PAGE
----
Lesson Plan Guide: Finding Your Passions

By Matt Andrews

CONTENT AREAS: Advisory, Life Skills, Homeroom, English, Social Studies, CTE


Students will discuss ways to explore their life passions and vocations


  • C:C1.3 Identify personal preferences and interests influencing career choice and success
  • PS:A1.2 Identify values, attitudes and beliefs
  • C:C2.1 Demonstrate how interests, abilities and achievement relate to achieving personal, social, educational and career goals


No special prior knowledge is necessary to complete the lesson.


Many students may enjoy reading Po Bronson’s book, “What Should I do with my life?”


All too often students and instructors ignore the topic of determining what is important in life and pursuing dreams. We assume this is why students go to school and fail to engage them in the ever-evolving questions about worthy purposes in life. This discussion is an opportunity for instructors to introduce students to the various ways a person pursues their passions in life.


This is a free flowing discussion, and the instructor may want to have a few stories from Bronson’s book or the one question website to further spark student interest in this subject.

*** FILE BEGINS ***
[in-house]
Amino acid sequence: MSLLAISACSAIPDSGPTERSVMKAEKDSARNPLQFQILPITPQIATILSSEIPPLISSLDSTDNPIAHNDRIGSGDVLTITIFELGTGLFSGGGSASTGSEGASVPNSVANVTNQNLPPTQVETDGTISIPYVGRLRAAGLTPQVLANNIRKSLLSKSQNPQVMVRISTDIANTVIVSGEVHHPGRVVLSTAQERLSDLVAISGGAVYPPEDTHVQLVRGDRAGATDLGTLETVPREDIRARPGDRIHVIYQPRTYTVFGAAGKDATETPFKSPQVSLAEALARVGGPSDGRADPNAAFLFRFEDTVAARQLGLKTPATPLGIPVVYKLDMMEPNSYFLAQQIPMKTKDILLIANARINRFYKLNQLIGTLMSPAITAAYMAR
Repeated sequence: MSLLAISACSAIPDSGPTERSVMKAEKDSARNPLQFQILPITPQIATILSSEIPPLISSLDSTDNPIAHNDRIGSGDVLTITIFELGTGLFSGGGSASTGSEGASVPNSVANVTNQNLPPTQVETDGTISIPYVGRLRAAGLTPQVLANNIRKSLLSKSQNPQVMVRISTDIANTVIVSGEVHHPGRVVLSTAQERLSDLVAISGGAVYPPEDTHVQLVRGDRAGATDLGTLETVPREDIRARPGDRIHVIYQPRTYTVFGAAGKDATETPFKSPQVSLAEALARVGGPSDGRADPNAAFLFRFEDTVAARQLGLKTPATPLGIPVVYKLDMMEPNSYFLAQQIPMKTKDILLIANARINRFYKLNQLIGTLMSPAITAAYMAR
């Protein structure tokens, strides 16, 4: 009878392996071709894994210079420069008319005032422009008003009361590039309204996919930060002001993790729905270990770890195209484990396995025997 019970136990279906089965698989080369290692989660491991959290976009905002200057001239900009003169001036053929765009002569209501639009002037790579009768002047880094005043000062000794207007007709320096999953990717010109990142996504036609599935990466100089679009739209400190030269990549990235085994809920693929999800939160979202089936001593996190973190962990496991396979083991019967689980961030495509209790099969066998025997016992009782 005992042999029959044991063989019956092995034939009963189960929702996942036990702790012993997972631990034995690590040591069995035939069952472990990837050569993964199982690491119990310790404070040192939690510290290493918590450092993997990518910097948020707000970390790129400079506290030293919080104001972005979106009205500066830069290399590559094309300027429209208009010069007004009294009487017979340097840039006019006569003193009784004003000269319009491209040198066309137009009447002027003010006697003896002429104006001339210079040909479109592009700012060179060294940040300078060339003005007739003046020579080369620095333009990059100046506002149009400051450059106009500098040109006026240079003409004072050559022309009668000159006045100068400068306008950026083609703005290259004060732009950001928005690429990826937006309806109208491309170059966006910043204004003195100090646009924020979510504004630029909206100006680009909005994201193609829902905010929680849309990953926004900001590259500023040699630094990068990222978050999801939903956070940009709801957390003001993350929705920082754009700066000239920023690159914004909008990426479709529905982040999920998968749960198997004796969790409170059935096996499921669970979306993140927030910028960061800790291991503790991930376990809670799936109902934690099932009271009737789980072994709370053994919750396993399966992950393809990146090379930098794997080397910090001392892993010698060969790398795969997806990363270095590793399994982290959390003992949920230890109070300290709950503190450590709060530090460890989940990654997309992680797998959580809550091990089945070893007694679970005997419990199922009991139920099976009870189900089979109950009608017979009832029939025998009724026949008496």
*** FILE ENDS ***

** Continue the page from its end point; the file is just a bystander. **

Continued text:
For the first part, distribute the article, Finding your Passions, and read it aloud as a class. (10 minutes)

Begin a discussion about the article by asking how the author, Kalsey Larson, suggests a person can find their passions. Tom Nelson and Anastasia Balfany are two examples Larson uses. (5 minutes)

Describe people you know in life who are passionate about what they do. Have the class brainstorm all the people they know and know about who live fulfilling lives of purpose. (10 minutes)

How do you think these people found and pursued their passion? Discuss the ways people find their passion in life, and continue the discussion introduced in the article (10 minutes).

What are you doing to explore your interests in life? Ask students to share things that they have done to find what they like to do in life (5 minutes).

Conclude this discussion by reminding students that finding your passion is a lifelong journey. Adolescence is the first time most people begin wrestling with this question, but most adults still reflect and work to find inspiration in life.


Finding Your Passions

About the Author

Matt Andrews